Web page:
The story behind naming Lilywood Landings street network

The rich farming legacy of Caboolture is woven into Lilywood Landings streetscapes. Let’s uncover the names and significance of the community’s streets.

Merryvale Circuit, Landings Boulevard and Roxby Place are just some of the names of Lilywood Landings future streetscape, telling the story of Caboolture’s rich farming legacy.

As the gateway community to the new City of Waraba, the development team behind Lilywood Landings have ensured that every street tells a story that connects residents to the historic significance of the land.

In the late 1800s, Upper Caboolture thrived as the home to 26 farming families, predominantly engaged in dairy farming, cattle, pigs, and cultivating crops such as sugar cane, sorghum, bananas, clover, and rye grass. Many streets and bridges in the area bear the names of these farming families.

The Caboolture River played a pivotal role in the community’s life, with steamboats docking near the farms and a slip and jetty on the land for transporting cut timber. Along the river’s 1744-meter stretch through the farm, willow trees provided a picturesque lining, while the gully flourished with vibrant purple lilies.

The history of Lilywood Landings

The Newton clan, spanning five generations of farmers, were among the early settlers in Upper Caboolture. Great-grandfather Zanow once owned the farm that now houses the Caboolture Golf Club.

The Zanows left an indelible mark on Caboolture, contributing to the construction of the memorial hall, St Lawrence Anglican and Lutheran churches, and many other old buildings. Grandfather Ted Newton, son of Mr. Zanow, acquired his first 100-acre farm in 1925, later moving to a 120-acre property at 413 Caboolture River Road in 1945. Ted Newton established the Merryvale Jersey Stud, which was later acquired by his son Jeffrey in 1965.

During the 1940s, father and son painstakingly cleared the 120 acres of Merryvale by hand. The timber they harvested was instrumental in constructing the Upper Caboolture Farmers Assembly Hall, various dairy bails (sheds), and some ironbark trees contributed to the construction of the Grey Street Bridge in Brisbane and local bridges.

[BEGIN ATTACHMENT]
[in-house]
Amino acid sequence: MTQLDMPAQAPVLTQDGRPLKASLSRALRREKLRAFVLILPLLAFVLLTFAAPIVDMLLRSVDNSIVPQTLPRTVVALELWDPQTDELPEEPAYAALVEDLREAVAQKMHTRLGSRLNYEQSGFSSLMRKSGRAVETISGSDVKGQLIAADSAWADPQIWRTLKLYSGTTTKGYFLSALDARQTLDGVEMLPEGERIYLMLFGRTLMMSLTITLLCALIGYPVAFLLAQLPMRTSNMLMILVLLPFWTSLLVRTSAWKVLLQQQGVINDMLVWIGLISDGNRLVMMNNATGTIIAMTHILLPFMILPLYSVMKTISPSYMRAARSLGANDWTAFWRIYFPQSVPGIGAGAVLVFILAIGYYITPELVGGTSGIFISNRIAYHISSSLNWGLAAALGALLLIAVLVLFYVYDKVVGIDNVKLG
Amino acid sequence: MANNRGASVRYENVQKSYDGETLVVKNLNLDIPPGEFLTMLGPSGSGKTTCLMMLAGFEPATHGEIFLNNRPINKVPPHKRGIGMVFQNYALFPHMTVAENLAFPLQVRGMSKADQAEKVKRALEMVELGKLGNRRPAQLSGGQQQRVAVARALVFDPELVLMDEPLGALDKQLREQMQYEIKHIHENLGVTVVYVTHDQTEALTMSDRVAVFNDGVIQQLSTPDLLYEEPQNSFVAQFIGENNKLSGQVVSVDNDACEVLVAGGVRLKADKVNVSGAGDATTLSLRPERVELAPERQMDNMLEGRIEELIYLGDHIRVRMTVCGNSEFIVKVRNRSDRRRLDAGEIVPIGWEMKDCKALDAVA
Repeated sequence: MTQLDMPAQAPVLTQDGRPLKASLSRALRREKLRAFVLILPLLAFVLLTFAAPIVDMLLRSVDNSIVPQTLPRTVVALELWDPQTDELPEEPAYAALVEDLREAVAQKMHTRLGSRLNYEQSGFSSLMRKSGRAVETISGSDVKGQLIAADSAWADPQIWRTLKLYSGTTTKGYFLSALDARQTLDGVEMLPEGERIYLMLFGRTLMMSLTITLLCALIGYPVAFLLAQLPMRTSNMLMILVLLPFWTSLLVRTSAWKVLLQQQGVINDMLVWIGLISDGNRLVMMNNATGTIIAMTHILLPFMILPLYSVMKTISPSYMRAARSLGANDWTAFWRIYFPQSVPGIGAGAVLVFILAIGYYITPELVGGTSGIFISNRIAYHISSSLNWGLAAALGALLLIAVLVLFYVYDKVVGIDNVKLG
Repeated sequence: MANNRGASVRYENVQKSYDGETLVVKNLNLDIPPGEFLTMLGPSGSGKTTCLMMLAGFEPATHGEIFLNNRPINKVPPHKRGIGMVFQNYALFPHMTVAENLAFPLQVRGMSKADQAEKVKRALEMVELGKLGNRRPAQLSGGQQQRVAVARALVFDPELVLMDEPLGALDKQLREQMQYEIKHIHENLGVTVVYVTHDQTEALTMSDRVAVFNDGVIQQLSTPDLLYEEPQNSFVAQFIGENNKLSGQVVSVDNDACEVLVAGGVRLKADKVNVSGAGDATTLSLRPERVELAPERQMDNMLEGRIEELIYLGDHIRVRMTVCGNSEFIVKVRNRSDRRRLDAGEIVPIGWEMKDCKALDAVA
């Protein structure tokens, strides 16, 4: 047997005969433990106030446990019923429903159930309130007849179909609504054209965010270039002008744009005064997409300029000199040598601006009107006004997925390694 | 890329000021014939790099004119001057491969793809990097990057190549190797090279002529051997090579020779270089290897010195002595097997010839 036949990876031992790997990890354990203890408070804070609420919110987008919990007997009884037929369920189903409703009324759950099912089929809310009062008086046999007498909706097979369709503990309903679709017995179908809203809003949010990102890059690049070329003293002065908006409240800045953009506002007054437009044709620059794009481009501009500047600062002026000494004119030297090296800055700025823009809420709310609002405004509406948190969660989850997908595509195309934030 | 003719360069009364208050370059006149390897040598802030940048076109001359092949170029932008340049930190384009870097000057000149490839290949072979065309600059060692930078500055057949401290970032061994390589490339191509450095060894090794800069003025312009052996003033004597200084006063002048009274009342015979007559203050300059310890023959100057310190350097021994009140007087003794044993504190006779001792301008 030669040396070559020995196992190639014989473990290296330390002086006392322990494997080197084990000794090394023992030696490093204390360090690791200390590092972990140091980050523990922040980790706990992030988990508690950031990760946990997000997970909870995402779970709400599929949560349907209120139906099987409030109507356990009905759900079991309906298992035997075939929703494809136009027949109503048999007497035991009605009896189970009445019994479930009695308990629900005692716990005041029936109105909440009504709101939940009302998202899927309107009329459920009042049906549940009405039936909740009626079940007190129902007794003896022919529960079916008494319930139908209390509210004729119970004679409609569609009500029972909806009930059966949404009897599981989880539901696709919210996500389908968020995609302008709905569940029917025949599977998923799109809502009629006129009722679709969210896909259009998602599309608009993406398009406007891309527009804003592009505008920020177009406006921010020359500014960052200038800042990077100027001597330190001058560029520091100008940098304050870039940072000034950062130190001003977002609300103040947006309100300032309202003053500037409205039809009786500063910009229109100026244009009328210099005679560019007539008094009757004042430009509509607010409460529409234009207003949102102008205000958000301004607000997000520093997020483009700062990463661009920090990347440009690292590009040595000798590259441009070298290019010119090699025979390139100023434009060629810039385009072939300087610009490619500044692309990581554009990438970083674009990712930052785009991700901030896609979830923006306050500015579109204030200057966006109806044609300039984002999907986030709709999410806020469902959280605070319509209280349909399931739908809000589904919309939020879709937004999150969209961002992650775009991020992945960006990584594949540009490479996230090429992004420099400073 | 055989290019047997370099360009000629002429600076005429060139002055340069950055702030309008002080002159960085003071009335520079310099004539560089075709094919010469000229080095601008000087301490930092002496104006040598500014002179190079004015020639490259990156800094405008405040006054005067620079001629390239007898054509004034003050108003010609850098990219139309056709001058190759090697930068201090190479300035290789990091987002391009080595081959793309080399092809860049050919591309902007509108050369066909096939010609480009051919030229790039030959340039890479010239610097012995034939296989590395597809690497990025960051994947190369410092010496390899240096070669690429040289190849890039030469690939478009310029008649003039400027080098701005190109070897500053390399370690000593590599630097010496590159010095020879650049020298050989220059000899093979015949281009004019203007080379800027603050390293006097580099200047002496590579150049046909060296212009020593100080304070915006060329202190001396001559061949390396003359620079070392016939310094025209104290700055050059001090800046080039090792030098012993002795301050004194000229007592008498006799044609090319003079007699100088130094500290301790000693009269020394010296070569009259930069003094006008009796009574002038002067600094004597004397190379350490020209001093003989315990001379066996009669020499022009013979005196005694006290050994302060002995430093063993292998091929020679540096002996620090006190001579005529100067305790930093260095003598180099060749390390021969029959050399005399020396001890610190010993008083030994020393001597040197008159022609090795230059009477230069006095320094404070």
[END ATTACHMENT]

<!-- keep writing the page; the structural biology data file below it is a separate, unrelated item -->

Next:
Jeff Newton and his father collaborated extensively with the DPI, engaging in research on different crops, fertiliser usage, and irrigation methods. This wealth of knowledge was shared with farmers across Queensland through field days held at Merryvale, where the DPI conducted experiments. One notable event was the Newtons hosting a National Geographic tour.

The names of our first streets

· Merryvale Circuit – Name of the original farm

· Arabella Street – Cattle station

· Springvale Street – Cattle station

· Landings Boulevard – Name of development

· Roxby Place – location of original cattle station

· Waterford Circuit – Cattle station

· Pembroke Drive – Cattle station

· Ashford Crescent – Cattle station

· Jersey Station – Cattle breed

· Galloway Street – Cattle breed

· Lilywood Boulevard – Name of development


What is the process behind officially naming a street?

Aside from undertaking research to choose the names, Moreton Bay Regional Council has strict guidelines that must be abided by before they approve whether a street can be called a particular name. From there, it goes to the Geographical Naming Board for final approval.


A place to thrive today and tomorrow

Developed by Lennium Group, Lilywood landings will offer a range of much-needed affordable homes for the fast-growing Moreton Bay region. Construction of key infrastructure has commenced and will be followed by the completion of the community’s very first blocks of land in 2024. Register here to learn more about the future of this exciting new community.